From a 2012 Smashing Magazine article quite a bold statement is made to avoid AES in MySQL itself. Or as they put it "Why Should You Avoid AES In MySQL?". However, if you search for SQL encryption, you often find the
AES_ENCRYPT from (My)SQL mentioned. I am not saying that many search results mean the statement is untrue, but it just got me thinking: are the three quoted reasons below actually true?
What do the security experts here think about the reasons "why PHP’s Mcrypt is superior to MySQL’s AES functions":
- MySQL needs a database link between the application and database in order for encryption and decryption to occur. This could lead to unnecessary scalability issues and fatal errors if the database has internal failures, thus rendering your application unusable.
I cannot understand this issue; if you encrypt/decrypt in php, you also need to store the values in the database with a database link? If the decryption fails on php's side, this also leads to application failures? What is the point made here?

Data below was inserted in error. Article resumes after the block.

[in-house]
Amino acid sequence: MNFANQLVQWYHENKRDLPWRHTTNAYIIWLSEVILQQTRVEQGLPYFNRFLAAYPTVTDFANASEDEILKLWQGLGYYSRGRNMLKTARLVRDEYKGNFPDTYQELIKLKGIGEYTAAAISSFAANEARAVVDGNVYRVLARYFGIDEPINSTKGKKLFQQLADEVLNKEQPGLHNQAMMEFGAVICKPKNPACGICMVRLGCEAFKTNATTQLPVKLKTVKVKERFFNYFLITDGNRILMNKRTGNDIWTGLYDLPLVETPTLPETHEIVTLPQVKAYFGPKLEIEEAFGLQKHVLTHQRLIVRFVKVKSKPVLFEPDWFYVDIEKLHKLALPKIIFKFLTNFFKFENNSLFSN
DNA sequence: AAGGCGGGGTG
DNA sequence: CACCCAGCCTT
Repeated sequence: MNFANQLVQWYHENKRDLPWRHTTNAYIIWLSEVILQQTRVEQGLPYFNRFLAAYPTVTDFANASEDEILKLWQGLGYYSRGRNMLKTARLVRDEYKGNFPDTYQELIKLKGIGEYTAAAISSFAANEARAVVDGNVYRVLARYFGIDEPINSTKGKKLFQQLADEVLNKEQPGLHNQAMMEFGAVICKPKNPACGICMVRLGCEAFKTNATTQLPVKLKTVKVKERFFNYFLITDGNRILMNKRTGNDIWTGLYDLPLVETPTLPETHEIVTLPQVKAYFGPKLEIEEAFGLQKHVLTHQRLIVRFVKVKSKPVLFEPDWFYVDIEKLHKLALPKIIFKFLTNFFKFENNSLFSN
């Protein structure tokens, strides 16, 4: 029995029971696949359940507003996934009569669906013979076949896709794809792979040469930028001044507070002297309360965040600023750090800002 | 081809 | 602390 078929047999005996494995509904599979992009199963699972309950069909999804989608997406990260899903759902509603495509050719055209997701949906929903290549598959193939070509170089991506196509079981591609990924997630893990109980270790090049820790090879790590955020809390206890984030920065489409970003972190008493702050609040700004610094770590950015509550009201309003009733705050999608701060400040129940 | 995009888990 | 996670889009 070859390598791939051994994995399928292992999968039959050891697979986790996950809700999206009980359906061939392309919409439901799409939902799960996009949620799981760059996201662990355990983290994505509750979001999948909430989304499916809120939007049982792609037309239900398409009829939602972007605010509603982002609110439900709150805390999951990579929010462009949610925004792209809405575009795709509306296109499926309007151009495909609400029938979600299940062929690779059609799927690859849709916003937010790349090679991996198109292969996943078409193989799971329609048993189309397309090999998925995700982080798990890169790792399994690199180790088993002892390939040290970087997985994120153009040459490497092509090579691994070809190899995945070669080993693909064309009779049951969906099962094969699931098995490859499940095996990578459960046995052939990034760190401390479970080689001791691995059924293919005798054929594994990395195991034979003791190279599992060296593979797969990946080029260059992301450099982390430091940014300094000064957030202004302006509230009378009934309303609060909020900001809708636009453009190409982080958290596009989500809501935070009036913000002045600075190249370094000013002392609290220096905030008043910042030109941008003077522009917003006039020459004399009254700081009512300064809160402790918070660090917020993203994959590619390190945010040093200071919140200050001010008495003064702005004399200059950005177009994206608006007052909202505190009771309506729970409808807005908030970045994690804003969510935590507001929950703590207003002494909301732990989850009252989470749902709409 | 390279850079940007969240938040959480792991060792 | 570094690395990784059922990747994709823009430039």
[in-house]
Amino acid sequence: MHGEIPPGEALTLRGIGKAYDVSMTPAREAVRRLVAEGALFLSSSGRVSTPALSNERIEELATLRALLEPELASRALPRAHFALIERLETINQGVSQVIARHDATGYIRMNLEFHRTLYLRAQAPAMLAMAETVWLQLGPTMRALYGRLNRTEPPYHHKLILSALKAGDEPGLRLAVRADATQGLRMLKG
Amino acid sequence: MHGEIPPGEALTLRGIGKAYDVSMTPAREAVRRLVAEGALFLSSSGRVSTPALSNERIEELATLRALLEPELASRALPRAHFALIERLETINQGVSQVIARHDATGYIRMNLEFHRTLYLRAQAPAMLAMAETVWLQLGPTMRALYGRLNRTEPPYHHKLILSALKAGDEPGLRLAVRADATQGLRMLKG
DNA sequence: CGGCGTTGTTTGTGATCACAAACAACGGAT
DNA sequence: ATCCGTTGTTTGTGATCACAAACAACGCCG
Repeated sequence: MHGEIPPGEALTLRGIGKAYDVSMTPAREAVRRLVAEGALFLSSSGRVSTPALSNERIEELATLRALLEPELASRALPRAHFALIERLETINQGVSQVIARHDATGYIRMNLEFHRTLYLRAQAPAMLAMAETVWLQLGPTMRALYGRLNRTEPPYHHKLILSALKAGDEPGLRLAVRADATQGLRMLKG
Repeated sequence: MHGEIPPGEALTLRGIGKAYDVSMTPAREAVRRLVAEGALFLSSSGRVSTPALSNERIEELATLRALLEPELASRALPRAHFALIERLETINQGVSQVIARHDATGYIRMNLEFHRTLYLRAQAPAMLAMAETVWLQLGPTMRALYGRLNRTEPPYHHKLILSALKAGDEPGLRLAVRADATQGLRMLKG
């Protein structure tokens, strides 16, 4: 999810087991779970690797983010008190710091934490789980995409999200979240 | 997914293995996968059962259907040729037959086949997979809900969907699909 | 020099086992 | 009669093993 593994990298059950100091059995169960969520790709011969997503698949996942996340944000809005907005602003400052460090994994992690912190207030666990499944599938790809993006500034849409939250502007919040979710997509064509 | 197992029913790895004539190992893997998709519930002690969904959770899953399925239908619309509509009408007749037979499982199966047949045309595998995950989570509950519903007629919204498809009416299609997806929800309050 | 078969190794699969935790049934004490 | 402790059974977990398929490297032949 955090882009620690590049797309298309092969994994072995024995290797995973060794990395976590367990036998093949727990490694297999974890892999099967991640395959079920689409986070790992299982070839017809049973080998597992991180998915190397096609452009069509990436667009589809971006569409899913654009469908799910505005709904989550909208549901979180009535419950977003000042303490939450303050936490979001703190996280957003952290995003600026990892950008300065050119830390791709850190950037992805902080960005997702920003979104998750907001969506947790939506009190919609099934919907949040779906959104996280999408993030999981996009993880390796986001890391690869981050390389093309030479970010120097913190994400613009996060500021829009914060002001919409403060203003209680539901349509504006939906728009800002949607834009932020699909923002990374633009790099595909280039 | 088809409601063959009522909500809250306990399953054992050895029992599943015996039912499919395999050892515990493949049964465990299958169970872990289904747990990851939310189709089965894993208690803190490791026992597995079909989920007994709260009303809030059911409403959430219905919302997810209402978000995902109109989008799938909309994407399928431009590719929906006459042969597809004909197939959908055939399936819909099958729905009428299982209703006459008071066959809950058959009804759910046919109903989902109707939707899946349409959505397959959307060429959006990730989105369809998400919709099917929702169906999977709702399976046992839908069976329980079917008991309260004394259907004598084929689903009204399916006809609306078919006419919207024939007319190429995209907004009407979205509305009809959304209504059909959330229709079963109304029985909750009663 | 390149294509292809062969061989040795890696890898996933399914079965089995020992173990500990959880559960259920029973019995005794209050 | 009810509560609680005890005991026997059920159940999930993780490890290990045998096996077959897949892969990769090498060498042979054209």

- PHP can do the same MySQL decryption and encryption with some effort but without a database connection, which improves the application’s speed and efficiency.
Php can do it "with some effort" and that improves the application's speed? Because you're encrypting before it's sent over the wire, the application (which will handles the encryption) gains increased speed and efficiency? How could that be true? In my opinion, it's about the "best tool for the job", so the argument that "php is capable too" does not mean per se it's the best tool as well. It's just a tool, without the argument why it's the best tool.
- MySQL often logs transactions, so if the database’s server has been compromised, then the log file would produce both the encryption key and the original value.
This is a valid point if you encrypt values in the database and have logging turned on. At least you should turn off the general query log as the binary log does only log transactions but no select statements. If you don't need logging at all, you could just make the statement "if you use AES in MySQL, turn off all loggin". That sounds more valid to me than "if you want to use AES in MySQL, do it in php".
Can anyone explain to me why above points might be valid and why -in general- it is better to encrypt your data in your (php) application rather than in (My)SQL.